The following sequence illustrates the negotiating procedures which could be employed under the proposed authority of the President:

A proposal would be framed under which the US would agree tentatively with the EEC, Japan and other industrial countries to reduce our respective tariff rates, for instance, by some average percentage. To deal with some of the “hard core” trade problems of which we are already aware, we and the other countries would reserve a limited number of products for special treatment. The average reduction, according to the agreement, might have to be reached separately for each of a number of broad categories of products.
Subsequent to the negotiation of this tentative agreement, a suitable schedule of rate reductions would be fixed tentatively after hearings, and the Tariff Commission would determine whether serious injury would ensue for a US industry if these particular rates were adopted. The criteria of injury applicable in peril point proceedings would be the redefined criteria of the escape clause.
Peril point findings by the Tariff Commission might indicate that the tentative weighted average reductions could not be reached for some groups without threat of injury. These findings would then be taken into account by (a) reducing these items no further than was possible under the peril point finding, (b) reducing the items beyond the peril point with [Page 489]or without instituting an investigation which may lead to a program of adjustment assistance for the vulnerable portions of the affected industry, (c) proposing other tariff reductions to the Tariff Commission for peril point findings to serve as offsets to deleted items, or (d) renegotiating the targets of the tentative international agreement to conform with the peril point restraints.

This procedure plus the new criteria for injury would greatly improve the peril point process. In the process of fixing a peril point for each individual commodity, the Commission would examine the effect of the whole tentative bargain on each industry or segment of the economy, i.e., the effects of specific proposed reductions on all competing imports and the new opportunities for exports created by the reciprocal concessions of other countries.

Escape Clause and Adjustment Assistance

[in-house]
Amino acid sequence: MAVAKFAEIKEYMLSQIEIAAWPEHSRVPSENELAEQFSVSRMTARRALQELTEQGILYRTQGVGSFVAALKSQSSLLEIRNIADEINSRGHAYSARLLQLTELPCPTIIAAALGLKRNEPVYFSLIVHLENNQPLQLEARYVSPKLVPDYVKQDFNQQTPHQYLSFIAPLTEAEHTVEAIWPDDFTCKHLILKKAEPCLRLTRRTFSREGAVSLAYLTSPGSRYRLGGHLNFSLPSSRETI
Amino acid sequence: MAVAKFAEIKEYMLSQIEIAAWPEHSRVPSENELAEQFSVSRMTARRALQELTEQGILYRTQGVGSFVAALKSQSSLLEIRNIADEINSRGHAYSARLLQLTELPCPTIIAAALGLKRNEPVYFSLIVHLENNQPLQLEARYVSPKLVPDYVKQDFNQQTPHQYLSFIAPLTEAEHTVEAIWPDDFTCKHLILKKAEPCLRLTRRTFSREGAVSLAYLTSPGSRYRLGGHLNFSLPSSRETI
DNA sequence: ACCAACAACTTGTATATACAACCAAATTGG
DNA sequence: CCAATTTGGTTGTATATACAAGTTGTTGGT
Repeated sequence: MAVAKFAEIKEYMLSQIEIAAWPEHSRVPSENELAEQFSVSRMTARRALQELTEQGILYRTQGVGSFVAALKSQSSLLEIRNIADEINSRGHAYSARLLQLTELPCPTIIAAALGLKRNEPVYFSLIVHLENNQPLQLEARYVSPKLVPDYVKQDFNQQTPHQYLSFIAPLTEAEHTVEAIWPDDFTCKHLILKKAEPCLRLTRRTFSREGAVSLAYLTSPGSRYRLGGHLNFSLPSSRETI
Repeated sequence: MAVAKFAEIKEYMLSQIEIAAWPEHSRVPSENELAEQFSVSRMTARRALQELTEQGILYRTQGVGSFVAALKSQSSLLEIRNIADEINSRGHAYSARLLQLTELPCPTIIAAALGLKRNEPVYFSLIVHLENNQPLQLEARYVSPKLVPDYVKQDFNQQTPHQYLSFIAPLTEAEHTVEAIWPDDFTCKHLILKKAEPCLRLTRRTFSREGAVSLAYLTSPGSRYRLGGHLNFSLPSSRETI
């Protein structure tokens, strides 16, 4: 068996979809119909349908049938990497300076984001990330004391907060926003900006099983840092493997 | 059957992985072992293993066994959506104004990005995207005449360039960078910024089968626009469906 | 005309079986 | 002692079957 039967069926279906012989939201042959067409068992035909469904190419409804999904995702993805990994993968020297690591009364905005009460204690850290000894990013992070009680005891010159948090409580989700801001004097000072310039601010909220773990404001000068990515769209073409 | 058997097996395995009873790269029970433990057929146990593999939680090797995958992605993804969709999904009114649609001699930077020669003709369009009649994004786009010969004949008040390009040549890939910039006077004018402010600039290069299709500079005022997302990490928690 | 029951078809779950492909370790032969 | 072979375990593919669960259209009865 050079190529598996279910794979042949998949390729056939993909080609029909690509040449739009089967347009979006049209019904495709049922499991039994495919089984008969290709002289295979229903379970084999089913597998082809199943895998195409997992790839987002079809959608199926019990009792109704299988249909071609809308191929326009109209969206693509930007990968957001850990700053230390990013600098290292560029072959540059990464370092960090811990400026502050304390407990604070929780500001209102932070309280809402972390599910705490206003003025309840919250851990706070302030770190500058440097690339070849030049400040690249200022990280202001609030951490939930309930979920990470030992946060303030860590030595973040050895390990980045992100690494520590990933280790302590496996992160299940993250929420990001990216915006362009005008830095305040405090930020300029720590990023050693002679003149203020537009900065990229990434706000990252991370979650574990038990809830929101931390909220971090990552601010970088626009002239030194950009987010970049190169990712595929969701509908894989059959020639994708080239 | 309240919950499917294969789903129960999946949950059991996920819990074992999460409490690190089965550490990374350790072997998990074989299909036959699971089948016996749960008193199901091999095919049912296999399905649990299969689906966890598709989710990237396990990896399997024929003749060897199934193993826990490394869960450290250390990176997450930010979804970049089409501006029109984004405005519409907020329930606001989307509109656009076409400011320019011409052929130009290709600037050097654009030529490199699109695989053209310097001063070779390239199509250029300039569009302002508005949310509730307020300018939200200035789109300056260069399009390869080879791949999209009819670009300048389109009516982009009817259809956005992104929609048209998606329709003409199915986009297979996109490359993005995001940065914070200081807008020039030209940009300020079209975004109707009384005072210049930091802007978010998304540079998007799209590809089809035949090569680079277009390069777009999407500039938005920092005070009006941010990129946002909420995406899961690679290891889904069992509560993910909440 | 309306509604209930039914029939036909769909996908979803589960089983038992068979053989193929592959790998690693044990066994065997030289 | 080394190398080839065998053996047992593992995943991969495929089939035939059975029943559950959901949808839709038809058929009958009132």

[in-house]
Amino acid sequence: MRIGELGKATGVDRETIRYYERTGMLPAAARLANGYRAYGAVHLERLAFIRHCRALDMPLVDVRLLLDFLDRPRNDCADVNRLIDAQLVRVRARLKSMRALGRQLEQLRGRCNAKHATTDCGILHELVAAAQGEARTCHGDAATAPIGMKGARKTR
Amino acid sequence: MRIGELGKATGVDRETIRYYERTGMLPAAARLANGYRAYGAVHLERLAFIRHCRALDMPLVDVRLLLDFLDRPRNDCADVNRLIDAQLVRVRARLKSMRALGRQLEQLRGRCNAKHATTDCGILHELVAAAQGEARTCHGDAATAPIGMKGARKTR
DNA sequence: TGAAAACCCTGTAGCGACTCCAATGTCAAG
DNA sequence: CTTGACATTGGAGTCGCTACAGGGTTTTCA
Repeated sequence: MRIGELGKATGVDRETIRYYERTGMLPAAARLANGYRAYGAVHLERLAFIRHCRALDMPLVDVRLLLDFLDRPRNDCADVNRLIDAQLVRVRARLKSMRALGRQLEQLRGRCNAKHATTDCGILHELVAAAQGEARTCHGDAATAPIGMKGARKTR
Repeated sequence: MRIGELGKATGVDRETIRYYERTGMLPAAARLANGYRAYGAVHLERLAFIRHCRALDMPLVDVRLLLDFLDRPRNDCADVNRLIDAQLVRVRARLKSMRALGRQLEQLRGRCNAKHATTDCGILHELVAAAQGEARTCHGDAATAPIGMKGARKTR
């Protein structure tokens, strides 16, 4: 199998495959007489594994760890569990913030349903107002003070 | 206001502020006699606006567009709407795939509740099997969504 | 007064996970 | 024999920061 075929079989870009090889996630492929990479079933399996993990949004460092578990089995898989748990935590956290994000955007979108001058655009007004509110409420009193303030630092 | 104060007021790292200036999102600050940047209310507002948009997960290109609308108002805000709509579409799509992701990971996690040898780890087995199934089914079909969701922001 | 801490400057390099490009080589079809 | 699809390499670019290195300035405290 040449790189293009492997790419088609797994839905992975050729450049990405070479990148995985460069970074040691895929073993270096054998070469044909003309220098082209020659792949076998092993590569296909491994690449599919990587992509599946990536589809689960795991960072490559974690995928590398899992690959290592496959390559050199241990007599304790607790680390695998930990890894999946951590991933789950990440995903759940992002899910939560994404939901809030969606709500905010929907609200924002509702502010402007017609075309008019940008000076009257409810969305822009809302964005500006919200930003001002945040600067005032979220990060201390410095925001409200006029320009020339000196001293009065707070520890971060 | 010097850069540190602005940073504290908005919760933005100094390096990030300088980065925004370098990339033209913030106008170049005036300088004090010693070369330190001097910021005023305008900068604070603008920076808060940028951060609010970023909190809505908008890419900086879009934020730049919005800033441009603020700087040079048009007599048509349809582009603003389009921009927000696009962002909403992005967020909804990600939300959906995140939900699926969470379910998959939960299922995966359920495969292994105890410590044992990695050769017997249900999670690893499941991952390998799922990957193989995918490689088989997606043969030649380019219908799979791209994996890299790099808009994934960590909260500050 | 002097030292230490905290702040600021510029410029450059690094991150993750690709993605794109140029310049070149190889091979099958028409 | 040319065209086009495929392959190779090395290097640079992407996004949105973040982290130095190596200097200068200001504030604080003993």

A new test of serious injury, the idling of an industry’s capital and labor directly and substantially due to increased imports, would govern the Tariff Commission’s deliberations in escape clause proceedings. The present practices of taking an increase of imports as itself an indication of injury and defining the facilities producing a single product as an industry should be discarded. Neither feature reflects the conditions of true economic injury, nor the way in which American industry typically responds to economic change. However, there should be more remedies available than just tariff increases when the Tariff Commission finds that injury has occurred under this more appropriate standard. The President should be authorized to accept or reject the Commission’s recommendations as at present, but he should also be able to invoke adjustment assist-ance for the injured industry, either with or without the temporary relief of import restrictions.

Adjustment assistance, administered by the Departments of Commerce and Labor and any other appropriate agencies, should include such types of aid to firms in affected industries as assistance in labor retraining programs, low interest loans for financing new equipment, and special amortization privileges. Workers should be aided through the provision of moving expenses, retraining and extended unemployment benefits and early retirement privileges.

The above proposals cover the major ingredients of the recommendations for the trade agreements legislation. Many subsidiary aspects of this legislation have not been covered in this paper. Moreover, it is expected that the proposals with respect to trade agreements legislation will constitute only a part, albeit the most important, of a broader set of policies in the field of trade some of which may require legislative action independent of the trade agreements legislation.

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  1. Source: Department of State, Central Files, 411.004/10-461. Confidential; Limited Distribution. Transmitted to Ball under cover of an October 4 memorandum from Petersen, which indicated that several other agencies also received copies of the paper (Kennedy Library, Petersen Papers, Trade Policy, 1961)
  2. It does not deal directly with problems of trading with the Soviet Bloc or maintaining orderly commerce among the Western nations in the face of Soviet economic aggression. However, the contribution it proposes to the general strength and solidarity of free world trade would serve as a vital indirect influence. [Footnote in the source text.]